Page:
Vermicelli (Italian: [vermiˈtʃɛlli]; lit. 'little worms', / - /,, also UK: //, ) is a traditional type of pasta round in section similar to spaghetti. In English-speaking regions it is usually thinner than spaghetti, while in Italy it is typically thicker.
As defined in Italy:
|Vermicelli||diameter between 2.08 and 2.30 millimetres (0.082 and 0.091 in) with little variation between different producers.|
|Spaghetti||diameter between 1.92 and 2.00 millimetres (0.076 and 0.079 in)|
|Vermicellini ([vermitʃelˈliːni], "thin vermicelli")||diameter between 1.75 and 1.80 millimetres (0.069 and 0.071 in)|
|Fidelini||diameter between 1.37 and 1.47 millimetres (0.054 and 0.058 in)|
|Capellini (or capelli d'angelo—angel's hair)||diameter between 0.8 and 0.9 millimetres (0.031 and 0.035 in)|
The Code of Federal Regulations of the United States of America defines "spaghetti" and "vermicelli" by diameter:
|Vermicelli||diameter less than 0.06 inches (1.5 mm).|
|Spaghetti||diameter between 0.06 and 0.11 inches (1.5 and 2.8 mm)|
In 14th-century Italy, long pasta shapes had varying local names. Barnabas de Reatinis of Reggio notes in his Compendium de naturis et proprietatibus alimentorum (1338) that the Tuscan vermicelli are called orati in Bologna, minutelli in Venice, fermentini in Reggio, and pancardelle in Mantua.
The first mention of a vermicelli recipe is in the book De arte Coquinaria per vermicelli e maccaroni siciliani (The Art of Cooking Sicilian Macaroni and Vermicelli), compiled by the famous Maestro Martino da Como, unequalled in his field at the time and perhaps the first "celebrity chef", who was the chef at the Roman palazzo of the papal chamberlain ("camerlengo"), the Patriarch of Aquileia. In Martino's Libro de arte coquinaria, there are several recipes for vermicelli, which can last two or three years (doi o tre anni) when dried in the sun.
Vermicelli in other countries
Middle East and East Africa
Vermicelli, called shaʿīriyya (شعيرية) in Arabic, is used in one of the most common ways of cooking rice in Egypt and the Levant. The vermicelli is browned by frying with oil or butter, then rice and water are added.
In Somalia, it is used in a sweet dish called cadriyad, originating from the Yemeni ʿaṭriyah (عطرية). The vermicelli is browned by frying with butter, then water, sugar and cardamom are added until it has softened slightly. The dish is similar to the Indian Sheer khurma. However, no milk or cream is added. Bananas can also be added on top. It is usually eaten as a dessert or as a side-dish with Somali spiced rice dishes.
Cadriyad is also a common dessert in certain parts of Ethiopia, particularly in the Arab-influenced Harar-ghe region, where it is known as attriya and is served cold, often with a thin layer of custard on top.
Possibly due to the Umayyad influence, Spain and Portugal use a type of vermicelli called aletria. It is mostly used for soups or desserts. In modern-day Portugal, aletria usually refers to a dessert similar to a rice pudding, but replacing the rice with aletria.
The fideo is a type of noodle, produced in Europe since medieval times, best known as fideus or fidelis, which spread to Mexican and Latin American cuisine, and is often referred to by speakers of English as "vermicelli." It is commonly used in chicken soup and in sopa seca, a type of side dish.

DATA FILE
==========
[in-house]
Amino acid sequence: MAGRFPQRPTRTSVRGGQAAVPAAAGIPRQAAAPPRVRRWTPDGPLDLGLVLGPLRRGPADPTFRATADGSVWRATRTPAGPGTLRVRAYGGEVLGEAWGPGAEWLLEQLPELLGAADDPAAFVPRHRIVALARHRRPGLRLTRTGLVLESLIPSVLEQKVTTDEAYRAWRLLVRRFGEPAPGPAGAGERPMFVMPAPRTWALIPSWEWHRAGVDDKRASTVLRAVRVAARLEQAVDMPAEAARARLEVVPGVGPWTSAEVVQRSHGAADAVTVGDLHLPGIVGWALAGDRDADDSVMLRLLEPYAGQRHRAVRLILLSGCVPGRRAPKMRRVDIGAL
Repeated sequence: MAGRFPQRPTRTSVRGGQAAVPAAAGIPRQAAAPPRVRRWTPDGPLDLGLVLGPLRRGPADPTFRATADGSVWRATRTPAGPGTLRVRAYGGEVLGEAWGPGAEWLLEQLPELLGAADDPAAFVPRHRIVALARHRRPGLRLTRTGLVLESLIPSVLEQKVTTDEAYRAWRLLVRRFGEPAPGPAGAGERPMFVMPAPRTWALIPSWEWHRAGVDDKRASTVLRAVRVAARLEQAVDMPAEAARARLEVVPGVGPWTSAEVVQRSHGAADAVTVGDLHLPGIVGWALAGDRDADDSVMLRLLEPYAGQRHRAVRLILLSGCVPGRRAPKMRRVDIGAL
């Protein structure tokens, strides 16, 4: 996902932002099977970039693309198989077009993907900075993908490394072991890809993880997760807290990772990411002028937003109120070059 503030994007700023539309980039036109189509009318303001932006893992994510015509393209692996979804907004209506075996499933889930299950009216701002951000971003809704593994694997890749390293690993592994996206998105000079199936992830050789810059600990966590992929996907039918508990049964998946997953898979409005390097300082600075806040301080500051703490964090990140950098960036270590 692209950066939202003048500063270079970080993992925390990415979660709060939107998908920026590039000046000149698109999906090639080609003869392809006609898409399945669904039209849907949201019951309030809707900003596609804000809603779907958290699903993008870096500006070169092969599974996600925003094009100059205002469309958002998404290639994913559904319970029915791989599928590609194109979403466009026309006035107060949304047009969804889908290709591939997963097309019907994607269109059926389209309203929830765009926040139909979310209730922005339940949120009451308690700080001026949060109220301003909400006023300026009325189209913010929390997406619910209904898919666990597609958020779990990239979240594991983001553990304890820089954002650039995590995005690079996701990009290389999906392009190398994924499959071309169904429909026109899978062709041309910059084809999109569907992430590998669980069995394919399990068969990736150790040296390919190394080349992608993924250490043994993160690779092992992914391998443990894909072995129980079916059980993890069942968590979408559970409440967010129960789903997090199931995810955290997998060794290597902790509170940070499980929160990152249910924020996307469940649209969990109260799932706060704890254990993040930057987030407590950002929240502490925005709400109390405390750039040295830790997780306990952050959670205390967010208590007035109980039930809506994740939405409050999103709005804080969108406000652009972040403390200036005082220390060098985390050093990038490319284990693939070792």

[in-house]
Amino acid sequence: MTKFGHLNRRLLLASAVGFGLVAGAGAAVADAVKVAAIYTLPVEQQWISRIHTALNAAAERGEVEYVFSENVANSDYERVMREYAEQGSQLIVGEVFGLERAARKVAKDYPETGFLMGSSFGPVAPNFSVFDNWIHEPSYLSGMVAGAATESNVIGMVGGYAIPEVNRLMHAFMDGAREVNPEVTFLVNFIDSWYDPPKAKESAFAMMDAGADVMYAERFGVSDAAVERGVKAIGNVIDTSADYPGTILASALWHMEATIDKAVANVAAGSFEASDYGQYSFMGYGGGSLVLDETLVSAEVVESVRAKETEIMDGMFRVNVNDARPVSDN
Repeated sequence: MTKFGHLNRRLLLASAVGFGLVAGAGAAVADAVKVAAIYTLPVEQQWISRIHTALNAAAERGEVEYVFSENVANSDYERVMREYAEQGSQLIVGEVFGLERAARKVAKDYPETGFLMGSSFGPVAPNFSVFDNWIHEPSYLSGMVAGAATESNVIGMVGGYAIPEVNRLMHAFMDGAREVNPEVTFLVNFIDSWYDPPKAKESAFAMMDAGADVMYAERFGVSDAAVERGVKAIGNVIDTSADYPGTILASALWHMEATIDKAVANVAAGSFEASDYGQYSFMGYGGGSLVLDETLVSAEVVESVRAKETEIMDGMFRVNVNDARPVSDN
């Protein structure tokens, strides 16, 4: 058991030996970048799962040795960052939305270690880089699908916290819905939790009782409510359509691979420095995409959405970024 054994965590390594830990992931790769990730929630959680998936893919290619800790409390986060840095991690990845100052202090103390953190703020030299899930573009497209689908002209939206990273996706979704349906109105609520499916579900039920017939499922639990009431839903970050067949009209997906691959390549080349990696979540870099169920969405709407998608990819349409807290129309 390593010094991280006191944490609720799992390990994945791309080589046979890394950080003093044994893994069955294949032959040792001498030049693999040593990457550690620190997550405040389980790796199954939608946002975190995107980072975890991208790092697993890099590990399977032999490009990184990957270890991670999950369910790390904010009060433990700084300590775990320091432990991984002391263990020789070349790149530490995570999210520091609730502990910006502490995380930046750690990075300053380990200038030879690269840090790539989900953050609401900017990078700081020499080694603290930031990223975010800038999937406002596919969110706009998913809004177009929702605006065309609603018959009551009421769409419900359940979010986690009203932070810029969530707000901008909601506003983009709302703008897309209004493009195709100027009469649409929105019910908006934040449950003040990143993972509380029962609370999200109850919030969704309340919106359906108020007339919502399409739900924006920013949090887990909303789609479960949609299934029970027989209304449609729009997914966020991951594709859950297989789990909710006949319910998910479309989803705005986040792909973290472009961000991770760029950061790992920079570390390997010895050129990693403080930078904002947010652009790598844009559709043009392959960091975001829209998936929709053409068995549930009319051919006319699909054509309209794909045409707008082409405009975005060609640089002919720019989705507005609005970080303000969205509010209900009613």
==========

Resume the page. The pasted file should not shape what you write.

In countries of the Indian subcontinent, vermicelli is available either as long strands or cut into about 2 cm long pieces. Vermicelli is known by various local names such as, Sewiyun in Sindhi, Semya in Telugu, sémiya when made with wheat & sevai when made with rice in Tamil, Semiya in Malayalam, shavige in Kannada, shemai in Bengali, seviyan in Hindi, Urdu and Punjabi, shevaya in Marathi, simei in Odia, sev in Gujarati, semige in Tulu. The noodles are used in a number of dishes including a variation of kheer, a sweet dessert similar to rice pudding. Vermicelli are also used in many parts of India to make a popular dish called upma. To prepare it, dry oil-roasted vermicelli and pre-sauteed vegetables such as onions, carrots, French-beans, peas etc. are cooked together with enough water that can be absorbed by the vermicelli. Roasted cashew or peanuts are used as garnish.
Other noodles called vermicelli
In English, the Italian loanword "vermicelli" is used to indicate different sorts of long pasta shapes from different parts of the world but mostly from South or East Asia.
Central Asian Kesme and Persian reshteh also resemble vermicelli. Fālūde or faloodeh is a Persian frozen dessert made with thin vermicelli noodles frozen with corn starch, rose water, lime juice, and often ground pistachios.
In East and Southeast Asia, the term vermicelli is used to translate four different types of noodles. Rice vermicelli can refer to a thin dried type of rice noodle (Chinese: 米粉, pinyin: mǐfěn; Hokkien: bee hoon; Cantonese: mai fun; Thai: sen mi เส้นหมี่; Burmese: kya zan ၾကာဆံ). A second type of vermicelli is made from rice that has been fermented (Chinese: 米線; pinyin: mǐxiàn; Thai: khanom chin ขนมจีน; Vietnamese: bún). The latter are normally eaten fresh, rather than after drying. Thirdly, vermicelli sometimes indicates cellophane noodles made from mung bean or sweet potato flour (traditional Chinese: 粉絲, pinyin: fěnsī; Thai: wun sen วุ้นเส้น). Cellophane noodles turn translucent after cooking, whereas rice vermicelli remain opaque. The fourth type of vermicelli are made from wheat rather than rice flour, misua (Chinese: 麵線; pinyin: mǐxiàn; Pe̍h-ōe-jī: mī-sòan).
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